The conversion rate can be an argument
So what happened after the information evening? Hannes Schoch, who was then earning 300,000 Swiss francs per year and had been planning for regular retirement, looked more closely at the regulations and correspondence of his employer’s pension fund for the first time – and he was surprised. At year-end, his occupational pension fund had informed him of a not so insignificant reduction in the conversion rate.
This change to the regulations would have a considerable impact on Hannes Schoch’s pension fund assets worth a total of 1.6 million francs. As well as the pension fund, Hannes and Marlies lived in a property valued at 1.2 million francs, which they purchased with a mortgage of 500,000 francs, and they also had 800,000 francs in liquid assets. They also had 180,000 francs set aside in pillar 3a accounts. Hannes Schoch didn’t hesitate for long. After an initial consultation with UBS pension expert, Fabienne Suter, Hannes began to really envisage early retirement and, after another consultation in which he was shown the financial options, he decided to go for it. In Schoch’s case, this meant that he left his job six months later and could benefit from the previous, more favorable pension fund regulations.
There are alternatives to early retirement
“As well as early retirement, partial retirement and part-time working hours are also popular options because, from a financial perspective, they’re not as drastic. However, the employer must agree and be able to let go of an employee in stages,” explains Fabienne Suter. In fact, employers and employees make the highest contributions to a pension fund in the last 10 years before retirement. This is when, on average, you collect a third of all your pension fund assets. Or it could mean the equivalent of six annual salaries could be missing. The general rule of thumb is that one year during early retirement costs approximately one year’s annual salary. The missing pension fund contributions, omitted interest up to regular retirement and the lower conversion rate that will generate a lower pension for life are all taken into account. At the same time, you must still make AHV contributions until you reach ordinary retirement. In this couple’s case, they had to pay a non-working contribution of approximately 6,000 francs per year.
“AHV is a cost factor that shouldn’t be underestimated in early retirement and it's also key in retirement planning,” highlights Fabienne Suter. Hannes Schoch wasn’t to be deterred by the costs of retiring early because early retirement let him buy a long-desired life away from the stress of work. Marlies urged her husband to reduce the pension fund payout to 400,000 francs because the security of a higher lifelong regular pension was very important to her. Hannes was also convinced by the proven asset concept (see graphic). The couple divided their assets of 1.4 million francs – consisting of a partial pension fund withdrawal, cash assets and the 3a accounts – into three different asset pools intended to serve different goals.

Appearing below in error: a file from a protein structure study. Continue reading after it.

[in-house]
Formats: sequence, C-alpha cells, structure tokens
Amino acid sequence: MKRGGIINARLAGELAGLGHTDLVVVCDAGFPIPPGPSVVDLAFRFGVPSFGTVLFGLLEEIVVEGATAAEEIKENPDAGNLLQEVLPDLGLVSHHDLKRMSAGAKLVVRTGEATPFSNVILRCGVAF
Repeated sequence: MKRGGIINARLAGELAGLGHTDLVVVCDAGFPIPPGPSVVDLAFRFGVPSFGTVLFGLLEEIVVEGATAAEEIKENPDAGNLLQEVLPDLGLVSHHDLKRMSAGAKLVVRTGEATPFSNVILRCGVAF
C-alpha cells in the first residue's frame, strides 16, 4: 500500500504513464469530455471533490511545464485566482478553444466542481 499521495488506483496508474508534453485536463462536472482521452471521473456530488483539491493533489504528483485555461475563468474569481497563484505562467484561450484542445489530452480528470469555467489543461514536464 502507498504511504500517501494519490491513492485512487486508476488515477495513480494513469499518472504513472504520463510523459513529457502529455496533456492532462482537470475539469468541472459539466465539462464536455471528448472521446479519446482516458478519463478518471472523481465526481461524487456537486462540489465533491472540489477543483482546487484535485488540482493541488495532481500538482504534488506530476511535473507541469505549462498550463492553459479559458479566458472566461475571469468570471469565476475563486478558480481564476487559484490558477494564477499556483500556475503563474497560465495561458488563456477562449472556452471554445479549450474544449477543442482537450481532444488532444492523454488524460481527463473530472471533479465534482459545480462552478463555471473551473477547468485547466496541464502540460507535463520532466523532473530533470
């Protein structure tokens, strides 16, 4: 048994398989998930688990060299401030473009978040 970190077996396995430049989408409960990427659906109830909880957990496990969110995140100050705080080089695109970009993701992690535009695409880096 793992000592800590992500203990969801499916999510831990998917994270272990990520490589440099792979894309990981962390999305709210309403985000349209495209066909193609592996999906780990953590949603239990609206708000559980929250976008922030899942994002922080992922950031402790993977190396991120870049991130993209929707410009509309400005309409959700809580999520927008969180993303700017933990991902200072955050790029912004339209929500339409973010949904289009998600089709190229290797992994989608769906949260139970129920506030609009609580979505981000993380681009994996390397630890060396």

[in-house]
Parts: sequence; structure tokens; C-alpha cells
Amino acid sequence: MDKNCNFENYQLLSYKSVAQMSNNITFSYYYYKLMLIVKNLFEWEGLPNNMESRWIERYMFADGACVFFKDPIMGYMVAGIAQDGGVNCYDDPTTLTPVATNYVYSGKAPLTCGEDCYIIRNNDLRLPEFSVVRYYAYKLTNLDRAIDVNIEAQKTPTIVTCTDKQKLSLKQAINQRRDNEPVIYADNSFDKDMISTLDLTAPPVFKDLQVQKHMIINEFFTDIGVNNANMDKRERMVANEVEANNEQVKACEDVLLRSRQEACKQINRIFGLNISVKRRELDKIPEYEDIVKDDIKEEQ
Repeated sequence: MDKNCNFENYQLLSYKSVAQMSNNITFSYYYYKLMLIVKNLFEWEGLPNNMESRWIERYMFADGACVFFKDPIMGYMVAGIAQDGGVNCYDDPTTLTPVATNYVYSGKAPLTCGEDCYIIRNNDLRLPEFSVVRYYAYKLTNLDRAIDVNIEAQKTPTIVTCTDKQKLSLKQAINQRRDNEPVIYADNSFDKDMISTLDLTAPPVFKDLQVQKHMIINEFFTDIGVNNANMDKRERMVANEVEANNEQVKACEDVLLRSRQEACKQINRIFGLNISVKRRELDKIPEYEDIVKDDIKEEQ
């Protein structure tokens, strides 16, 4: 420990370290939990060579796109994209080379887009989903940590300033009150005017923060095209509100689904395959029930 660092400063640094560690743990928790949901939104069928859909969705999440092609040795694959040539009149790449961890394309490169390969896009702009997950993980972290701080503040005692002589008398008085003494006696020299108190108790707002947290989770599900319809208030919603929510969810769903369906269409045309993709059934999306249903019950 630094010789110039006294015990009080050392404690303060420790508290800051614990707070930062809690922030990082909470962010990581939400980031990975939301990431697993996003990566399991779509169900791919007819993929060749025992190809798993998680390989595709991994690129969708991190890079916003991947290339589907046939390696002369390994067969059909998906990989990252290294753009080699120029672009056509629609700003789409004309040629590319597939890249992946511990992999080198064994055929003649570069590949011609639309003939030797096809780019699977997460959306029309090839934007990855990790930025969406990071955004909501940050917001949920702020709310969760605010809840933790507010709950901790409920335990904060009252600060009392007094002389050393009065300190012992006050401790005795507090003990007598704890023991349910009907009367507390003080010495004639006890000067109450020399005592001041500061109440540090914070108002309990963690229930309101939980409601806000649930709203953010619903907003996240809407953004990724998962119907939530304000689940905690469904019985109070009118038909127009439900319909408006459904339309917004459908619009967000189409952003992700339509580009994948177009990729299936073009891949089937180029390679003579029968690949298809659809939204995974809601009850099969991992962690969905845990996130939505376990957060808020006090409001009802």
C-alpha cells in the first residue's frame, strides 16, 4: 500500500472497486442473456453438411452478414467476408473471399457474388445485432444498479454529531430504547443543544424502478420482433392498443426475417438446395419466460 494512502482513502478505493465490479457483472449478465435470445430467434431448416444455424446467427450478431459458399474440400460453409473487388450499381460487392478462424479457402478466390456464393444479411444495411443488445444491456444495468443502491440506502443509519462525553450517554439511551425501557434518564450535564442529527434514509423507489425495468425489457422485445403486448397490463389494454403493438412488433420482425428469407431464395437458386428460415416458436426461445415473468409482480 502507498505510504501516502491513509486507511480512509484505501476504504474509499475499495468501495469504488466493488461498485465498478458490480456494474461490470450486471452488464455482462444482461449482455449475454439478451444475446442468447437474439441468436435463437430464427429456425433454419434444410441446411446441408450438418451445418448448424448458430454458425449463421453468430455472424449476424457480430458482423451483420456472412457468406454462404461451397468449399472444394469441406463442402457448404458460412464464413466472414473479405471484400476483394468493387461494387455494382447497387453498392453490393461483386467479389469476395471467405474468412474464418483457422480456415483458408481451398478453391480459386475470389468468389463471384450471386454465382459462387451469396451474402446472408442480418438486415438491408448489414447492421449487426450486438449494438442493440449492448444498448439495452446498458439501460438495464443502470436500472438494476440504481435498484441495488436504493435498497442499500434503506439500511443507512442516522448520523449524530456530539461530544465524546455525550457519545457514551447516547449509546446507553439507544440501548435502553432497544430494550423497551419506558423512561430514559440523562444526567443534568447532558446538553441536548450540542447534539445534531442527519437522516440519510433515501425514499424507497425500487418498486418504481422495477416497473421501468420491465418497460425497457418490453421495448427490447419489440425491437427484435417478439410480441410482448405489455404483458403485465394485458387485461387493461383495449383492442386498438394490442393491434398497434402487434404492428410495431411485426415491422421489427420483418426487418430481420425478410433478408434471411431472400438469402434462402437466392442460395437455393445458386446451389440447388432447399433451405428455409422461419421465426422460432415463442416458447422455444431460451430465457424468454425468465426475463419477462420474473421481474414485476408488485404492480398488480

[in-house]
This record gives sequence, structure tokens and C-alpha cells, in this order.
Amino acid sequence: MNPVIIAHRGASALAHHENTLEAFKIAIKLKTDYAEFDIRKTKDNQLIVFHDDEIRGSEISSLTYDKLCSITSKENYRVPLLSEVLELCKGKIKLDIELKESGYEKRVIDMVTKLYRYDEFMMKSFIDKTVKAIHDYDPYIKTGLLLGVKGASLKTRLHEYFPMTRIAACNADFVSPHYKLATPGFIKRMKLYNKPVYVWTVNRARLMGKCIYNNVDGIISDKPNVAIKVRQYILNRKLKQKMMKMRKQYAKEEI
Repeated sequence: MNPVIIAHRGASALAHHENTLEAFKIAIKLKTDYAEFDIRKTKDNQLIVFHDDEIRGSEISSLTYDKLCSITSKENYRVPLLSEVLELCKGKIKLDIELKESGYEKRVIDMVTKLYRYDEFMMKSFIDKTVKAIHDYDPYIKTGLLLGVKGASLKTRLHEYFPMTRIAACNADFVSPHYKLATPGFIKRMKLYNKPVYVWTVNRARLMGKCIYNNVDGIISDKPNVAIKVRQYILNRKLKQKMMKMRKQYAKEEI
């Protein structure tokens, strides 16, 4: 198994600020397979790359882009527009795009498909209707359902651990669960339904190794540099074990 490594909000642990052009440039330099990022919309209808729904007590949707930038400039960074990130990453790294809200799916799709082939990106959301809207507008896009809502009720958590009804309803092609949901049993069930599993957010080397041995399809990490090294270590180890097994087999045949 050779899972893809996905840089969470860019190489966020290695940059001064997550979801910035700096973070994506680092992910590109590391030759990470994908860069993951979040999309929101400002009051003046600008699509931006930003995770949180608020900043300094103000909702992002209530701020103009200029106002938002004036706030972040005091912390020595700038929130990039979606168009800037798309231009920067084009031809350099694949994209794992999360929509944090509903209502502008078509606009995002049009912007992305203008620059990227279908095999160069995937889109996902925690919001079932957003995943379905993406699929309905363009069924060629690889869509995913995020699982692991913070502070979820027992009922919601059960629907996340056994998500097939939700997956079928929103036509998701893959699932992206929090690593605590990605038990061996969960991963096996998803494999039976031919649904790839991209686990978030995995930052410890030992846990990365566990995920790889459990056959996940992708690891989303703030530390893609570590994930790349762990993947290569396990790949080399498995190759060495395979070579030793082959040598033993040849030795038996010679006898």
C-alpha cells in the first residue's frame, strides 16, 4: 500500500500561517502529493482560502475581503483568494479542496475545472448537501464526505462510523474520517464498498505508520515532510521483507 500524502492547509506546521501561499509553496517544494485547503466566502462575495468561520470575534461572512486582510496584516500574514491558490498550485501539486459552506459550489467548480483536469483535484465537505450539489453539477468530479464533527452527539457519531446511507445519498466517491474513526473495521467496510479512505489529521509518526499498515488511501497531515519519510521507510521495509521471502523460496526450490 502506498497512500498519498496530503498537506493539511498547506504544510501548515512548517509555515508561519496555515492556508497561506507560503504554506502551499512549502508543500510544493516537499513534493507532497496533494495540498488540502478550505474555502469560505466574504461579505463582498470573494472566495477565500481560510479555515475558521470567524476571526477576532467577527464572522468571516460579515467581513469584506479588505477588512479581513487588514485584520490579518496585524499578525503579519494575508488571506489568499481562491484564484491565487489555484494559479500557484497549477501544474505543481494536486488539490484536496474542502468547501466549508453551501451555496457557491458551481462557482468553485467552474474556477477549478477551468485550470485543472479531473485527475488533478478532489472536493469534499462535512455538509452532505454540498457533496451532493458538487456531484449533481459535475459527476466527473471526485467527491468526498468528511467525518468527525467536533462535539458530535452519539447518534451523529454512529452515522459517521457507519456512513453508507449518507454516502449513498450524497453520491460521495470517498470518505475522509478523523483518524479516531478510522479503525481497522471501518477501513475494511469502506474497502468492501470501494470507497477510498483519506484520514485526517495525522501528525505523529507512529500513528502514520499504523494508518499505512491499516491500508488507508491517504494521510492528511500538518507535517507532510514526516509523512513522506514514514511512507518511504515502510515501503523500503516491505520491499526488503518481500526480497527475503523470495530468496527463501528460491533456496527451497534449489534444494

The first pool is exclusively for liquidity. It covers the short-term income gaps that early retirement entails, and it will also serve as their emergency reserve. The second pool, on the one hand, will serve to cover their excess spending and cost of living over the long term. On the other hand, they’ll also use this money to fulfill their lifelong goals. They have 300,000 francs in the third pool, which the Schochs don’t need for the moment and hope to bequeath to their children at the right time.
“Time is our most precious commodity and it’s priceless. Buying yourself more time in this regard is a costly business. Like with every acquisition, we recommend that you start planning in time to be as prepared as possible,” says UBS pension expert, Fabienne Suter. Thanks to a comprehensive pension plan, the Schochs can now enjoy an early and carefree retirement. And that’s how you make a dream come true.
The key questions
If you are faced with the choice between early retirement, partial retirement or part-time work, you should first answer and consider these questions:
- What does your spouse or partner think about your plans and expectations?
- How early does your pension fund allow you to enter retirement? Will you have enough income?
- Does your employer and the pension fund regulations allow for partial retirement or part-time work as alternatives – and what would be the financial consequences of these?
- Would it make sense to buy into the pension fund to increase your pension when you partially retire?
- Can you withdraw your pension early or are other interim solutions possible, such as withdrawing pillar 3a assets early?
UBS Pension planning
An approaching retirement poses many financial questions. Three elements are essential to planning your retirement:
- Create transparency about the financial situation of your pension provision and determine your personal wishes for retirement.
- Create a finance plan to optimize pension assets, for instance with pension fund purchases, staggering and the decision whether to draw a pension and/or withdraw a lump sum.
- Work out an individual investment concept for paid-out pension assets.
It’s also essential to execute and regularly review your plan consistently. This allows you to adapt to personal life changes in time. UBS pension planning will support you on this path with long-standing experience and competence.
This article was written by NZZ Content Solutions on behalf of UBS.